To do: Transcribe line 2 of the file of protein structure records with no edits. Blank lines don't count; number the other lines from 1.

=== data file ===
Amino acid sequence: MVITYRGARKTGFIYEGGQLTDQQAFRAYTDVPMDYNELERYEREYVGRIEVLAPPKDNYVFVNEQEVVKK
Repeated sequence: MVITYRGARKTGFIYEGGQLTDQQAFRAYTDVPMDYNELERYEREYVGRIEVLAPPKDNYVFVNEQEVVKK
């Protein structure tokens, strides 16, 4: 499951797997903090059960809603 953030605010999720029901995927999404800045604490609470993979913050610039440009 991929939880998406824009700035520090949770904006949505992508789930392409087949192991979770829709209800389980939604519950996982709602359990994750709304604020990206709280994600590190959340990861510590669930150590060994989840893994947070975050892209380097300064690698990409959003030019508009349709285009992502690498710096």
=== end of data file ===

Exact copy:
Repeated sequence: MVITYRGARKTGFIYEGGQLTDQQAFRAYTDVPMDYNELERYEREYVGRIEVLAPPKDNYVFVNEQEVVKK